Minimum Wages and Child Health in Indonesia
AbstractEarly life environmental conditions play a critical role in well-being over the life-course. Most studies have treated extreme and less commonly observed shocks, such as famines, as natural experiments to study the causal impact of early life conditions. However, little attention is paid to the potential of labor market institutions, specifically income protection legislation, in shaping opportunities for investing in early life health and the subsequent impact on early life health outcomes.
We study minimum wages around the time of birth and their effects on child stunting in Indonesia up to 5 years after birth. Indonesia is interesting not only because it carries the fifth highest burden of stunted children in the world, but also because minimum wages are an integral part of their social policy debate where protests by workers are a regular occurrence.
To the extent that minimum wages influence parental wage income, they might affect parental investments in child health. For example, if wages were to increase, families might be more likely to avail themselves of health services and engage in other salutary behaviors which may be particularly effective around the time of birth. However, mothers may also be more likely to spend more time in the labor market at the expense of care-giving activities. The time around birth is widely understood to be critical period in shaping child nutrition and stunting levels, so that changes in parental economic conditions may have particularly large effects on child health and nutrition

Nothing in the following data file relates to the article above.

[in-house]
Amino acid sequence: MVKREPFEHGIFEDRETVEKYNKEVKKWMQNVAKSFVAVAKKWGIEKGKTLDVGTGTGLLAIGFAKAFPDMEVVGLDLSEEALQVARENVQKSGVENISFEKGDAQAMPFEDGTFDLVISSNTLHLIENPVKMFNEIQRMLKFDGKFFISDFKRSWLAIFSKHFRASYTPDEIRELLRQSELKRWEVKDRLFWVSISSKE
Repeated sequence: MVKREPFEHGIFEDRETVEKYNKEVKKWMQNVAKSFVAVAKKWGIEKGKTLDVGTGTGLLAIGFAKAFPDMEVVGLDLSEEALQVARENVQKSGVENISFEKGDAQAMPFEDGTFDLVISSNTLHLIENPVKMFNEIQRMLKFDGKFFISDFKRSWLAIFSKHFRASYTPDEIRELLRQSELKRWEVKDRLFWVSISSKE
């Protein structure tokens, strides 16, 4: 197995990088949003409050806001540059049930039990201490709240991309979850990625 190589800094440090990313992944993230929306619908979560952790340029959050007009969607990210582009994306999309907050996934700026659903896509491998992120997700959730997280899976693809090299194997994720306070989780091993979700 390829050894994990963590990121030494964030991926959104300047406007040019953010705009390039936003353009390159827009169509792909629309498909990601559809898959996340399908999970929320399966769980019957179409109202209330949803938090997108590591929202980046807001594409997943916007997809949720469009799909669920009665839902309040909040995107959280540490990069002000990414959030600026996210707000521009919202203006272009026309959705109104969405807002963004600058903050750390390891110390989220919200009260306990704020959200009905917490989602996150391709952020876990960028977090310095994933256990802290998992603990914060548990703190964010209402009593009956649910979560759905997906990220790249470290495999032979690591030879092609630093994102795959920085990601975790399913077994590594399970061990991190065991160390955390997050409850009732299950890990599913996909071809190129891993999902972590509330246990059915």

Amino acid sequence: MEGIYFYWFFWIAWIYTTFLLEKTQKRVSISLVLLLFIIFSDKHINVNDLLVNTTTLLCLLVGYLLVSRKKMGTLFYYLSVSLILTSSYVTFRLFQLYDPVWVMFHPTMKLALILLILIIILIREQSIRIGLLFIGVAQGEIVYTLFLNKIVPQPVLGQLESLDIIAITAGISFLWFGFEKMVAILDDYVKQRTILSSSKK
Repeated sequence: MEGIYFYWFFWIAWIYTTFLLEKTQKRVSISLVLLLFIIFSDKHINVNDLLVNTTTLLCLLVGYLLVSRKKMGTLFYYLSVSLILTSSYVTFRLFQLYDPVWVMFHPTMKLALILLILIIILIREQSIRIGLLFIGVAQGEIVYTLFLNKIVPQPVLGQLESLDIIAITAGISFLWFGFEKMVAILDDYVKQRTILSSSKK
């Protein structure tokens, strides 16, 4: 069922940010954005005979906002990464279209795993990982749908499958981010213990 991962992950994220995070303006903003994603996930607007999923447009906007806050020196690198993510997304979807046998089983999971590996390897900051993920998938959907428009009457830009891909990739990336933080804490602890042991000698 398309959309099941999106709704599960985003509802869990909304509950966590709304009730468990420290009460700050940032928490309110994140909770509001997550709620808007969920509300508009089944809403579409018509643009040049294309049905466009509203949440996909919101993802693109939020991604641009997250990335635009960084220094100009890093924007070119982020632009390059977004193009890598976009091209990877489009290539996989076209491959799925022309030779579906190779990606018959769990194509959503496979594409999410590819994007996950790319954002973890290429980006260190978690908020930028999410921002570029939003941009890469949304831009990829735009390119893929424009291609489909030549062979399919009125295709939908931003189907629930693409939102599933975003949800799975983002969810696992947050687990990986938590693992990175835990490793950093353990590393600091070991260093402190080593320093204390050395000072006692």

Using variation in annual fluctuations in real minimum wages in different provinces of Indonesia, we find that children exposed to increases in minimum wages in the year of birth have higher height-for-age (HAZ) scores in the first five years of their lives.